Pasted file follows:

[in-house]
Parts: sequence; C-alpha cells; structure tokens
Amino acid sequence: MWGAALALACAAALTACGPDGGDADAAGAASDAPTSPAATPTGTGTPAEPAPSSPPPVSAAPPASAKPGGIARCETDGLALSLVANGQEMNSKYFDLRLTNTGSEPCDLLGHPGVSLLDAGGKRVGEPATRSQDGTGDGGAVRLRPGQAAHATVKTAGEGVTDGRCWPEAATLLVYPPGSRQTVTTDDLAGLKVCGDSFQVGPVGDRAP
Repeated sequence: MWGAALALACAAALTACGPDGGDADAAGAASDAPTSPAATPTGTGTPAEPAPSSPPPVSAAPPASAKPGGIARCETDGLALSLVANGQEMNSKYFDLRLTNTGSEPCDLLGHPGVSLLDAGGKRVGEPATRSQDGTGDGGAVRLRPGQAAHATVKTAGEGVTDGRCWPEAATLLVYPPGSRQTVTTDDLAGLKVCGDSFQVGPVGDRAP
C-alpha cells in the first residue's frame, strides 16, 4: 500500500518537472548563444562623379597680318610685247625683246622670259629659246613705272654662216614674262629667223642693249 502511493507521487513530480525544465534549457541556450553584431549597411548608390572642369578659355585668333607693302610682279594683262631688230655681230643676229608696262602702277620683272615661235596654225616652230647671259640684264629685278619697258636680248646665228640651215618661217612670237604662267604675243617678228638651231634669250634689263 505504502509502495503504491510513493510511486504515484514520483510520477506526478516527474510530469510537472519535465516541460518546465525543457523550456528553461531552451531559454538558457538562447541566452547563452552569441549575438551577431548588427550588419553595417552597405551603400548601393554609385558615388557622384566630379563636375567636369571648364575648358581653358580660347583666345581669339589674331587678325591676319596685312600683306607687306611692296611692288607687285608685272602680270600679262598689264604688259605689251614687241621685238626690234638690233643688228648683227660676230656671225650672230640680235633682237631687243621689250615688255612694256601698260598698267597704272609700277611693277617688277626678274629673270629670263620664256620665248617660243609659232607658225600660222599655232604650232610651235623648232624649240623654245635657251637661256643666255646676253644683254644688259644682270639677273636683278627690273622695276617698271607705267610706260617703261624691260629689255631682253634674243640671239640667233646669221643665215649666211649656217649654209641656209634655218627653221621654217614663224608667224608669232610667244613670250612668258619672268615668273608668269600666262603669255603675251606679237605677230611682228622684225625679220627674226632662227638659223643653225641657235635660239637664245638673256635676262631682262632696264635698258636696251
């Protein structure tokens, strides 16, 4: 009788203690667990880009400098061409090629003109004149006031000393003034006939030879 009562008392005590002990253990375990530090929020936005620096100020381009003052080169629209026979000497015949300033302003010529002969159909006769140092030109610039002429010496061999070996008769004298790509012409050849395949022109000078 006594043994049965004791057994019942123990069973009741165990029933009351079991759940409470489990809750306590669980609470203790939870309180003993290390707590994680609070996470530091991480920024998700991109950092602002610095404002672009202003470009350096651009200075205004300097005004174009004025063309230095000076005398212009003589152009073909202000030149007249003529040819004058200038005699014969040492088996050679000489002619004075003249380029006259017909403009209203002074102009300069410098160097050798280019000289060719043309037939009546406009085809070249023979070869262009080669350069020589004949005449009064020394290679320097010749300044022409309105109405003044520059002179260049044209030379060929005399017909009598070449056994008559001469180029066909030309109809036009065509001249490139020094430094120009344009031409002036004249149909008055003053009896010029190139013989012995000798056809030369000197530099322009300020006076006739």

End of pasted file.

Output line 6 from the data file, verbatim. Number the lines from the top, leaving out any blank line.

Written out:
């Protein structure tokens, strides 16, 4: 009788203690667990880009400098061409090629003109004149006031000393003034006939030879 009562008392005590002990253990375990530090929020936005620096100020381009003052080169629209026979000497015949300033302003010529002969159909006769140092030109610039002429010496061999070996008769004298790509012409050849395949022109000078 006594043994049965004791057994019942123990069973009741165990029933009351079991759940409470489990809750306590669980609470203790939870309180003993290390707590994680609070996470530091991480920024998700991109950092602002610095404002672009202003470009350096651009200075205004300097005004174009004025063309230095000076005398212009003589152009073909202000030149007249003529040819004058200038005699014969040492088996050679000489002619004075003249380029006259017909403009209203002074102009300069410098160097050798280019000289060719043309037939009546406009085809070249023979070869262009080669350069020589004949005449009064020394290679320097010749300044022409309105109405003044520059002179260049044209030379060929005399017909009598070449056994008559001469180029066909030309109809036009065509001249490139020094430094120009344009031409002036004249149909008055003053009896010029190139013989012995000798056809030369000197530099322009300020006076006739």